Congress shall make no law respecting an establishment of religion, or prohibiting the free exercise thereof; or abridging the freedom of speech, or of the press; or the right of the people peaceably to assemble, and to petition the Government for a redress of grievances. – First Amendment of the U.S. Constitution
On April 27, 2022, two days after Elon Musk announced his plan to purchase 100% of Twitter, the Biden administration announced the formation of the U.S. Department of Homeland Security “Disinformation Governance Board.”
Speaking of Musk’s effort to acquire Twitter, the Board’s head, Nina Jankowicz, said in an interview with NPR, “I shudder to think about if free speech absolutists were taking over more platforms, what that would look like for marginalized communities.”
Understandably, detractors immediately compared the ominous-sounding “Disinformation Governance Board” to George Orwell’s “Ministry of Truth” in his fictional yet predictive book, 1984. The book’s protagonist, Winston, works for the Ministry of Truth. His job is to modify historic documents to reflect the government in the best light and destroy anything that would prove that the government has said anything false. The Ministry is also involved in creating the “Newspeak” language that would make it difficult to express dissent without running afoul of social conventions.
The name “Disinformation Governance Board” brings to mind a government program that would determine what speech and topics can be expressed online and what is prohibited. According to the DHS, the Board will “protect privacy, civil rights, and civil liberties,” but it is not clear how that will work if freedom of speech is censored or limited. Despite the announcement, perhaps rushed out because of the Musk Twitter announcement, the government has not given clear information about how it will operate. We don’t know even know how the Department of Homeland Security defines the “disinformation” it intends to stop.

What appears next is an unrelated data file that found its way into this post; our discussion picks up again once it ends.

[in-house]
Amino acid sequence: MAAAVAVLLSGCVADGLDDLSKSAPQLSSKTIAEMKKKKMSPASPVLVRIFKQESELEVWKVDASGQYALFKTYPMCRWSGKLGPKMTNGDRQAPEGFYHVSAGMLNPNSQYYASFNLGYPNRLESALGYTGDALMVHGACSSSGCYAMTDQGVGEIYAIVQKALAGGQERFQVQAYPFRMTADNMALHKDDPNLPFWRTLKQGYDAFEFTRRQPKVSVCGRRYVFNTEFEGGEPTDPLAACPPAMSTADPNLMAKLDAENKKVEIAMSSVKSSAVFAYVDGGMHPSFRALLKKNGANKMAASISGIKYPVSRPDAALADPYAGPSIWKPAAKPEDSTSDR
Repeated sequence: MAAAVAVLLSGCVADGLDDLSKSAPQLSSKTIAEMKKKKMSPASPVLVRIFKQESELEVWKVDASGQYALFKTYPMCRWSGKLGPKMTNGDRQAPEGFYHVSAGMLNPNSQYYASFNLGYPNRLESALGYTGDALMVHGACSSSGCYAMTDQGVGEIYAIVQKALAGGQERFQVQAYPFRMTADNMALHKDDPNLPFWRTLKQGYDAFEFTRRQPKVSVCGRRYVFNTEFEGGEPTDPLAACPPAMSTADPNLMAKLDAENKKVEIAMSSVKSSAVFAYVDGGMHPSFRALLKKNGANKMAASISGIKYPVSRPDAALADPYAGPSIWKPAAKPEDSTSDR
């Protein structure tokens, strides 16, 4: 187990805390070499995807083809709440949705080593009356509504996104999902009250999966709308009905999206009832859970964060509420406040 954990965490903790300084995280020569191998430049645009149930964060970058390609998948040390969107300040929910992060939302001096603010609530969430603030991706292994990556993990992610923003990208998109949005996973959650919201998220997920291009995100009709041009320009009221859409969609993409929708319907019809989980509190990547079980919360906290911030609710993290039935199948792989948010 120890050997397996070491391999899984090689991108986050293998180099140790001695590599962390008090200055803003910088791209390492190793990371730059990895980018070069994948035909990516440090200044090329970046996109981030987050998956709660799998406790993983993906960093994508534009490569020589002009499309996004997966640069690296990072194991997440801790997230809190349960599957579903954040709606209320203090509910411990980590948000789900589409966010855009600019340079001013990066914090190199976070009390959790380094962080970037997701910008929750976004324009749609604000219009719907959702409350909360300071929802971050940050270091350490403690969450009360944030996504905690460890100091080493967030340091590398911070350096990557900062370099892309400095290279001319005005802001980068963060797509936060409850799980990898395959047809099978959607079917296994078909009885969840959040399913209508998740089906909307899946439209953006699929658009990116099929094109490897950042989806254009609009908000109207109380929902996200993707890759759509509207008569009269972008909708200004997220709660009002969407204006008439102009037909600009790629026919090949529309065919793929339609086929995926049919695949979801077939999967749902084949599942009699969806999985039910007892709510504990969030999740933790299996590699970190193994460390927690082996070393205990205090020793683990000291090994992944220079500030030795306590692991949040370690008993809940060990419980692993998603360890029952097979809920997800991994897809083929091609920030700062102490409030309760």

It is hard to believe that those who communicate information that violates the official narrative will find DHS officers on their doorstep. Still, the Board may encourage private communication companies to limit their speech. So far, it has worked with major providers, including Facebook and pre-Musk Twitter. Whenever people complained that their social media companies violated their freedom of speech, censors argued that “these are private forums, not government actors.” But as the government continues to pull the strings by asking private companies to curtail freedom of speech, that does not otherwise violate obscenity and existing criminal laws, it increasingly becomes an actor in unconstitutionally curtailing freedom of speech.